How to Make Silhouette Die Cuts for Your Stamped Images – Part II (Borderless)
In my last tutorial called How to Make Silhouette Die Cuts for Your Stamped Images, I explained how I make die cuts with small borders around my stamped images using my Silhouette electronic die cutting machine and the “trace” and “offset” features in the Silhouette software. (I use the Designer Edition.) Sometimes, it is necessary/desirable to create a die cut where the lines of the stamped image go right to the edge of the die cut, with no border. This is a follow-up tutorial explaining how I create this type of die cut.
The explanation below is a bit lengthy. Before going into the step-by-step, I’ll give you the quick summary:
- trace the image
- create a solid offset
- create an internal offset which goes back to the original size of the image
- clean up the file, if needed, to match the image more closely
If you want a more detailed explanation, keep reading!
Click on the photos that I included in the steps below if you wish to enlarge them.
(The first 4 steps are the same as in the last tutorial, so refer back to that if you need more details on these steps.)
- Stamp your image.
2. Scan your image.
(sorry for the bad photo; scanned as 8 1/2 x 11 inch document)
3. Open jpeg file.
4. Optional – erase to separate.
a. Open “Trace” window, select “Select Trace Area,” and drag a box around the image you wish to trace.
b. Select “Trace Outer Edge.” (If you need inner details cut, select “Trace.”)
6. At this point, it is helpful to enlarge your view to make it easier to see what you are doing. (DO NOT re-size your scanned image or the trace. You need these measurements to stay true to size.) Just change your view on your computer to make it larger. Go to the “View” tab, then “Zoom” and then select your preference, or use the magnifier tool.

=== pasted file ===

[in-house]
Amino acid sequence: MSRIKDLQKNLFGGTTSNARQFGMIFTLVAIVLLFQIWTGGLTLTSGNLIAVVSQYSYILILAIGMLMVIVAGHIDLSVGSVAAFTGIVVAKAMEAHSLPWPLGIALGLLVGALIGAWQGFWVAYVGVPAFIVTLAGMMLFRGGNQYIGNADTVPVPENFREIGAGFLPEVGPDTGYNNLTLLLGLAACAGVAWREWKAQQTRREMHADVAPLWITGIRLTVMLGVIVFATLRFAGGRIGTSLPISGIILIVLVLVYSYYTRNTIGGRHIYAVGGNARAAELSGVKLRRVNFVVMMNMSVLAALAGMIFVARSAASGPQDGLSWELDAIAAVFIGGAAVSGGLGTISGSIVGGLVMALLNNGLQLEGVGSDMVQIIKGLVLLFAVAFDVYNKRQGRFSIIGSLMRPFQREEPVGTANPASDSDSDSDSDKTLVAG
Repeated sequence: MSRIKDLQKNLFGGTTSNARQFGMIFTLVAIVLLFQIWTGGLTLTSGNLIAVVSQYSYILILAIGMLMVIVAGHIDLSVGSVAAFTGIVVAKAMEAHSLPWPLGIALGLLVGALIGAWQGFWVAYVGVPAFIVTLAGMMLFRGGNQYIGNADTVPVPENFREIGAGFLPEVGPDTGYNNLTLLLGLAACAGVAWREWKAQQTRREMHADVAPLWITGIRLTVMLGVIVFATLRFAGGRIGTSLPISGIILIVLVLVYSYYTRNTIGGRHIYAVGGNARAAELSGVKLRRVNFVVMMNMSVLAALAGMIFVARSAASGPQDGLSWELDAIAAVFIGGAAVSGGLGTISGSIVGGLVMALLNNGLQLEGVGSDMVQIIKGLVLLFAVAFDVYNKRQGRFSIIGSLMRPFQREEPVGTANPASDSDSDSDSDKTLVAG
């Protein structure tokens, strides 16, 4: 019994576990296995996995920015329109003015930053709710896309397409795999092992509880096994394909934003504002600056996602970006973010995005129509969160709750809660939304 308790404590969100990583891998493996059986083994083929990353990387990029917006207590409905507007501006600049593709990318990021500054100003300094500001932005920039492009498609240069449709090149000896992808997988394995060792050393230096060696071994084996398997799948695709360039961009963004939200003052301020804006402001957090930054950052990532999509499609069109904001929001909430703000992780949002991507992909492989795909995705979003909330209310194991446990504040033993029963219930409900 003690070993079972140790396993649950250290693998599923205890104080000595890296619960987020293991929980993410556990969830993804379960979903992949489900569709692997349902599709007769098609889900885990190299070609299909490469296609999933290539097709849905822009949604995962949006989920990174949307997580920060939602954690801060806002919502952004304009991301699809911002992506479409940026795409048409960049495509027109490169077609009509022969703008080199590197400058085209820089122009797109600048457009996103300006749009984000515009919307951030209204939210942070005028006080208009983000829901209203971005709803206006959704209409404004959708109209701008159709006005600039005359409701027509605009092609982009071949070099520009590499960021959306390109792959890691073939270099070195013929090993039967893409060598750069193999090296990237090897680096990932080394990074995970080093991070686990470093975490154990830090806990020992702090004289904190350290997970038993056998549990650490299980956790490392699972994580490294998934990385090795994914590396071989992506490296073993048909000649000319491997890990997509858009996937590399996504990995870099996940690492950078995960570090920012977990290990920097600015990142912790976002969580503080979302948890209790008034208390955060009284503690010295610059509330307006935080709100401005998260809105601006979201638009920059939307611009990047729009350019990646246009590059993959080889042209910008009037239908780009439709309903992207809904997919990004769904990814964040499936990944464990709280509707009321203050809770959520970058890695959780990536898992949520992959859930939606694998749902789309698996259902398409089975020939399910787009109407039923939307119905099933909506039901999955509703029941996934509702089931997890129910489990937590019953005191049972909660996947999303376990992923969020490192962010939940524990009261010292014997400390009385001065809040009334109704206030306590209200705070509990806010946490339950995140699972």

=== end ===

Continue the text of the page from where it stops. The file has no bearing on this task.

Notice that the red cut lines are not perfectly lined up with the black stamped lines of the image. In some cases, there are broken lines. (Click on the photo to see what I mean.) In order to get a die cut with a complete outline and that fits the stamped image perfectly, you need to clean this up a bit. There are a few ways to do this. I referenced a series of video tutorials in my last post called Tracing Without Tears in Silhouette Studio which I found extremely detailed and helpful in understanding the “Trace” feature of the software. (Videos 7 and 8 specifically talk about point editing.) If you don’t want to get as involved in the design process, try this:
7. Move the jpeg scanned image away from the trace. Highlight the image. Under the “Object” tab, select “Convert to Path” to keep all the pieces of the trace together.
To make this easier to see in the next step, I changed the color of my trace to blue.
8. Open the “Offset” window, and click “Offset” which will give you a border at the default 0.125 inchs.
9. Slide the distance slider all the way to the left to zero. Then slowly slide it to the right (or use the “up” arrows) just until you have a solid shape around the outside with no gaps. On this one, I went to 0.020 inches. Make a note of the value you used. You will need this later.
10. Drag away the “trace” which is blue on this sample.
11. Highlight the whole offset. Click on the “Object” tab and click “Release Compound Path” to separate all the parts of the offset. Then drag the outer piece (outline) away from the rest.